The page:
To keep your house organized.
(You will also learn the dire importance of keeping your toy space relatively clean after you step on your first Lego with a bare foot. DEAR GOD, THE SHEER HELL OF THAT PAIN.)
Adding to the challenge of keeping our house “in check” is the fact that the only shared space we have to store both the kids’ stuff–the toy “nook” in our family room–is a triangle-shaped nook, also known as The Most Difficult Shape in Which to Fit Any Piece of Reasonably Attractive Furniture.
So—in addition to our pie-shaped architectural conundrum—when you throw in piles of plastic toys, some of which that are years old, you get a special kind of hell.
To fix this one, I had to call in the big guns.
Enter Jennifer Pape, of Orlando’s Extra Organized!
I had the pleasure of working with Jennifer to get our Awful Toy Nook cleaned up and organized, and we ended up doing pretty much the whole house, in addition to the toy space, she’s that good. More on that later.
So I wanted to walk away from this experience not only with a good piece of furniture to store toys, but also a philosophy to help keep our space clean long after Jen left. I’m happy to report, that’s exactly what we got!
(Here is the Besta on Ikea’s website. Jen customized it for us without legs or doors/shelving, which brought the price down to just around $100.)
Of course this info was too good to keep to myself, so I shamelessly pestered Jennifer to answer some questions so I could pass on the knowledge to you guys, who I know are dealing with the same kind of… let’s call it “Visual Noise”… in your house too.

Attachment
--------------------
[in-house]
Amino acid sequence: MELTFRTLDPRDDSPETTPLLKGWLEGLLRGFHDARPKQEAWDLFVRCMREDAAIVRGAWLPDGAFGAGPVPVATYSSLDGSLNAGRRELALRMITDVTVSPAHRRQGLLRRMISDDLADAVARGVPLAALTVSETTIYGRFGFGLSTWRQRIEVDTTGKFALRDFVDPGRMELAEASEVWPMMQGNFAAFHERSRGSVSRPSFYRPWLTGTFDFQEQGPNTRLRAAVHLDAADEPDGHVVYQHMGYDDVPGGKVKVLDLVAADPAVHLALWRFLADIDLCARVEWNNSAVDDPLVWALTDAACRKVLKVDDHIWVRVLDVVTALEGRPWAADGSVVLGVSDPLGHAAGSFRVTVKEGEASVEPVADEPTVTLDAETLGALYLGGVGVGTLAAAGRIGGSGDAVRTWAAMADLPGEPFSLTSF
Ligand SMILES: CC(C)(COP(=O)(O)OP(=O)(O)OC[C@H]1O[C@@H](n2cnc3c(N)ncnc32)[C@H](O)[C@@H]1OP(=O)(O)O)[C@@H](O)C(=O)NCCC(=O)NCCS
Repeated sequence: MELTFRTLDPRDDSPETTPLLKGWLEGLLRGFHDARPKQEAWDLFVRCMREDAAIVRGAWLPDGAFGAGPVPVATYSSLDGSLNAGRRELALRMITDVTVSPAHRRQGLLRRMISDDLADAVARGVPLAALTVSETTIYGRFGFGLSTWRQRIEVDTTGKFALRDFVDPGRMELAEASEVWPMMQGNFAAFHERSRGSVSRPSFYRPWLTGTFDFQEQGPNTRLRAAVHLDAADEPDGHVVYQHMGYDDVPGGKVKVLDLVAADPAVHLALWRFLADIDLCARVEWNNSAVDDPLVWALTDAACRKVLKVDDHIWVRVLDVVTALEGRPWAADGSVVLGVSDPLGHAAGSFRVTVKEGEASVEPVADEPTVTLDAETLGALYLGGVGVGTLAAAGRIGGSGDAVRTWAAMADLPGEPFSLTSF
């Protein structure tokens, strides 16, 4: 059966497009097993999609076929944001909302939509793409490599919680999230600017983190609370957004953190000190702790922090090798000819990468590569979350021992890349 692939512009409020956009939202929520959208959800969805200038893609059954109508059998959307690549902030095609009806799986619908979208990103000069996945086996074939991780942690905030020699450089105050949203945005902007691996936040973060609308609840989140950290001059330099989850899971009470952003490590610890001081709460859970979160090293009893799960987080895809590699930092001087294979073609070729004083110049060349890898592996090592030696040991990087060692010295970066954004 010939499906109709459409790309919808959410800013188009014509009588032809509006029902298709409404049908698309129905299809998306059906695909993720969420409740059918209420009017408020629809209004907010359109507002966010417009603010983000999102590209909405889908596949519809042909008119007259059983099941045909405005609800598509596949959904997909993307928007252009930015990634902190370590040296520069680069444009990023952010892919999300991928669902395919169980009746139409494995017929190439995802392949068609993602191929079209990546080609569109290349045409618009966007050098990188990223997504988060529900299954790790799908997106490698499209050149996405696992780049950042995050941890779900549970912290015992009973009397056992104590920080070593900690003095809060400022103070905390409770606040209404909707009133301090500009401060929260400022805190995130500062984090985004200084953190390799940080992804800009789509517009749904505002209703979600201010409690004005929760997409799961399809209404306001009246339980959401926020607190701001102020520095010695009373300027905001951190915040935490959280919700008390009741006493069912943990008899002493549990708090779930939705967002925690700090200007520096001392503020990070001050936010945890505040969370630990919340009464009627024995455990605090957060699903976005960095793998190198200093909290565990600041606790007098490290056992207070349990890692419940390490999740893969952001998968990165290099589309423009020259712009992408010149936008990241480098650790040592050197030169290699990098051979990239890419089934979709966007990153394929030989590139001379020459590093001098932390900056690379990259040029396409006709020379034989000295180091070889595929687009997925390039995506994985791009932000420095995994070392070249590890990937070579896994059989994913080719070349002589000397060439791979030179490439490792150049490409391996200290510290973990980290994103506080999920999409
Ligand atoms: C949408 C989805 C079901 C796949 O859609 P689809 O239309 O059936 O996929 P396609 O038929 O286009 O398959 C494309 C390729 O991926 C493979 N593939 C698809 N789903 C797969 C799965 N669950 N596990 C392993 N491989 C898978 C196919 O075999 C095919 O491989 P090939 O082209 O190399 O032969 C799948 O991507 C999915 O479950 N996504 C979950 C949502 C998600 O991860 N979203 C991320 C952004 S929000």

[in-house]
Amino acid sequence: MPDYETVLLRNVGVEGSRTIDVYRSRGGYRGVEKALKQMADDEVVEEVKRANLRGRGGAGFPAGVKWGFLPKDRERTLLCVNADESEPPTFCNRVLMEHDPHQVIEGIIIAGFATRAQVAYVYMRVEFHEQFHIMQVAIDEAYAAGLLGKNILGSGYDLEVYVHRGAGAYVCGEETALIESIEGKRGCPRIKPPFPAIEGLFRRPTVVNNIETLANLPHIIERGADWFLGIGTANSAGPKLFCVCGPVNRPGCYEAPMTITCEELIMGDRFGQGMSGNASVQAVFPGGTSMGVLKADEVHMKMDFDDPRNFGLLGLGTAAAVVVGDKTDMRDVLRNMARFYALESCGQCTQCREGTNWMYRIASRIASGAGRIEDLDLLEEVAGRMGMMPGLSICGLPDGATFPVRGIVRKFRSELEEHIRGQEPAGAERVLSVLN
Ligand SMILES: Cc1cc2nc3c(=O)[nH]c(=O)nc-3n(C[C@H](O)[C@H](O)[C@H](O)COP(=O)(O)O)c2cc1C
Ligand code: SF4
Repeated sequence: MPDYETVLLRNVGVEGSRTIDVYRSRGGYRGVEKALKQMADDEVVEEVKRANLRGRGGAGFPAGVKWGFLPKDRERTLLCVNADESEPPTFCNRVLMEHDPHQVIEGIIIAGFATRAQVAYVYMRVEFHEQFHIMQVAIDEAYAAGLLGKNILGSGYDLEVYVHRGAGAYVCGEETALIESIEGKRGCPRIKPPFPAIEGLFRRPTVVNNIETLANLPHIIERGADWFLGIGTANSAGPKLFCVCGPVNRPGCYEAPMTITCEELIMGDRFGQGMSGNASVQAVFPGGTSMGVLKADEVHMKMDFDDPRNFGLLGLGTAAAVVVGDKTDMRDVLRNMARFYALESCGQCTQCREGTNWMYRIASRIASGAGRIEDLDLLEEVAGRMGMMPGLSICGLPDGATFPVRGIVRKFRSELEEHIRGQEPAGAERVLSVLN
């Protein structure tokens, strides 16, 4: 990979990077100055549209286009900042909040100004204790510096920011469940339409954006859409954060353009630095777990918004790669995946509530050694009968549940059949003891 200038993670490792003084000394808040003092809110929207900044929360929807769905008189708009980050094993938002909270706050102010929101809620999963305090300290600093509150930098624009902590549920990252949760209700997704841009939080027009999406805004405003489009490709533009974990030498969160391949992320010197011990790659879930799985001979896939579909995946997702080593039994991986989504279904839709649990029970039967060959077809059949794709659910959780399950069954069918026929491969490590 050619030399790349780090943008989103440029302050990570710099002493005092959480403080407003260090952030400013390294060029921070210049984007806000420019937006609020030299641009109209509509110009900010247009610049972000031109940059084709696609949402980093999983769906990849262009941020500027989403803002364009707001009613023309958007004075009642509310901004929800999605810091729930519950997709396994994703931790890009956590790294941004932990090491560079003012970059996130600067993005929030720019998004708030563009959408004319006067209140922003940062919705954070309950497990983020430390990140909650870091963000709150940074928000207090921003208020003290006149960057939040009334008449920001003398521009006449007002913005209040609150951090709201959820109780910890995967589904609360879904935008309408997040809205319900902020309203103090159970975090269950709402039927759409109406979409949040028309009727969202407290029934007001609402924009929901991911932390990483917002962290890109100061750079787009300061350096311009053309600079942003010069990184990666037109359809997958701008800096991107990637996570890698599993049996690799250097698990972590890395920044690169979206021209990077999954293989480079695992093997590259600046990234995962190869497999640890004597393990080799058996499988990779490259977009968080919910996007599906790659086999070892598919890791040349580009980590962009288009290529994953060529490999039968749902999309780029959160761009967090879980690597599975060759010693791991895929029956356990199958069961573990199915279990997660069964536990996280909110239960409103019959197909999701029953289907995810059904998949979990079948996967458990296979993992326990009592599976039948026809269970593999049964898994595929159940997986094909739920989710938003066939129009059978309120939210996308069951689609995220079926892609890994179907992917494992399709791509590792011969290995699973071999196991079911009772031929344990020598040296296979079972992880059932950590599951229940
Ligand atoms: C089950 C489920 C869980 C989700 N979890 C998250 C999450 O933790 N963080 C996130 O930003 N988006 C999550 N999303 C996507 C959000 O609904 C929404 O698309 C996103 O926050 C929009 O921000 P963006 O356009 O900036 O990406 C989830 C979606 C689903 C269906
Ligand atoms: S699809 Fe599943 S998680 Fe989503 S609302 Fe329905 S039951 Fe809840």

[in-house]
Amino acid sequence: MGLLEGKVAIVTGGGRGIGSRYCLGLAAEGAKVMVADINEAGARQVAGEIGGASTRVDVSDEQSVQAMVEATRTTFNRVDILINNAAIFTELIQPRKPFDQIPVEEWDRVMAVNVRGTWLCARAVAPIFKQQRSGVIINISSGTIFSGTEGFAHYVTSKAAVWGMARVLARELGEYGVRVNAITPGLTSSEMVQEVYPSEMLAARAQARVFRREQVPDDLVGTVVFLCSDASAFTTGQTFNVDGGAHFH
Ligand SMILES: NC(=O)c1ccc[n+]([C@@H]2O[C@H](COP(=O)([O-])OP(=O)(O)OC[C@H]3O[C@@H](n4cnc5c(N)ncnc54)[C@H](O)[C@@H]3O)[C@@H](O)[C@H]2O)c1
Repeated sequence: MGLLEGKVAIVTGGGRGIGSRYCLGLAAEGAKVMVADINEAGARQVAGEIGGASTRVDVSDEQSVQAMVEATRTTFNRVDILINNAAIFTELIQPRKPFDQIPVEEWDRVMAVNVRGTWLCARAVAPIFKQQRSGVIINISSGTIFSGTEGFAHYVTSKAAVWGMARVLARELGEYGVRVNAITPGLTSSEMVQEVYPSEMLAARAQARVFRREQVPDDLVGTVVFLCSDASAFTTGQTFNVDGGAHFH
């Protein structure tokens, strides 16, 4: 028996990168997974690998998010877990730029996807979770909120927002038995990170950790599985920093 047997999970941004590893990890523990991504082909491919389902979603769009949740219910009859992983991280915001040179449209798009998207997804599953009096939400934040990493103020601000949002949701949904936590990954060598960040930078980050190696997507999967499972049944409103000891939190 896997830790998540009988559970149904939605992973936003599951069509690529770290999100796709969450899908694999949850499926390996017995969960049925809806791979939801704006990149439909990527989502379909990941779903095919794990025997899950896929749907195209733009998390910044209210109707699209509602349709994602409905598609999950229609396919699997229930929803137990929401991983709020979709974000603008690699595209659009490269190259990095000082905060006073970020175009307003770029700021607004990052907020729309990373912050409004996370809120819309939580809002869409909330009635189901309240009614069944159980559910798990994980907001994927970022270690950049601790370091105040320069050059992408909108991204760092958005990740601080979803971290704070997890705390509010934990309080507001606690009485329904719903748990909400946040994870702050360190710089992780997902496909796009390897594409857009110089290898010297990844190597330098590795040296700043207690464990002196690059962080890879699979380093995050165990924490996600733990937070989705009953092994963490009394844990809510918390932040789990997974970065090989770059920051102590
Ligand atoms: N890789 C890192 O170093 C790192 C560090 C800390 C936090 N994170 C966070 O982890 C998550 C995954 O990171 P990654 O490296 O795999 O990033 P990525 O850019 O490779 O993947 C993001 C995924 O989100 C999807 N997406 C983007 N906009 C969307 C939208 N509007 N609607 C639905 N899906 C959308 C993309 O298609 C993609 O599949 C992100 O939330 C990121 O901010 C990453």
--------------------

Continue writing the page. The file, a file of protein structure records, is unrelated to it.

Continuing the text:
So, without further adieu, some tips on:
It’s as simple as it sounds. No, it won’t work every time you child gets a new toy, but try to donate one toy with the purchase of each new one, even if it’s something small.
Jennifer put the kids’ toys in clear plastic boxes by category, and then labeled each one. For example, in my son’s room, we have “Turtles,” “Star Wars,” “Legos,” etc. In my daughter’s, “Dolls,” “Minions” [SO MANY MINIONS], “Play Doh.”
The benefits of labeling are threefold:
“Creat[ing] zones for playing and using labeled clear containers helps create the boundaries for easy pickup. Making a routine of putting toys back is also the key to teaching your kids the importance of staying organized.”
Have your kids played with the toy within the past 4-6 months? If not, donate! Chances are, if they’ve been shoved into the back of a closet or toy box for that long, they won’t even notice they’re gone.
This is where you call me Evil Mom, but hear me out. Wait until your kids are out of the house to comb through their stash. You know what toys are most important to them—and of course you keep those—but you also know which toys they aren’t playing with as much these days, and it’s easier to get rid of those ones without them there, begging and pleading to keep every last one.
I love this tidbit from Jen: “The real breakthrough is when we can teach kids [that if they don’t] get attached to things… the better off they will be in life.”
It’s never too early to explain to our kids that there are many people less fortunate than they; don’t underestimate their ability to understand that concept. Use the opportunity as you organize to tell them this, and see how they absorb the lesson.
I would say, “Go forth and conquer,” but I know it’s not gonna be that easy. So I’ll put it this way: Put the kids to bed, pour a GIANT glass of wine (maybe not in that order), and get started. If I can do it, you can too.
And stay tuned for more from Jennifer in upcoming posts!
Main photo by Shay Captures.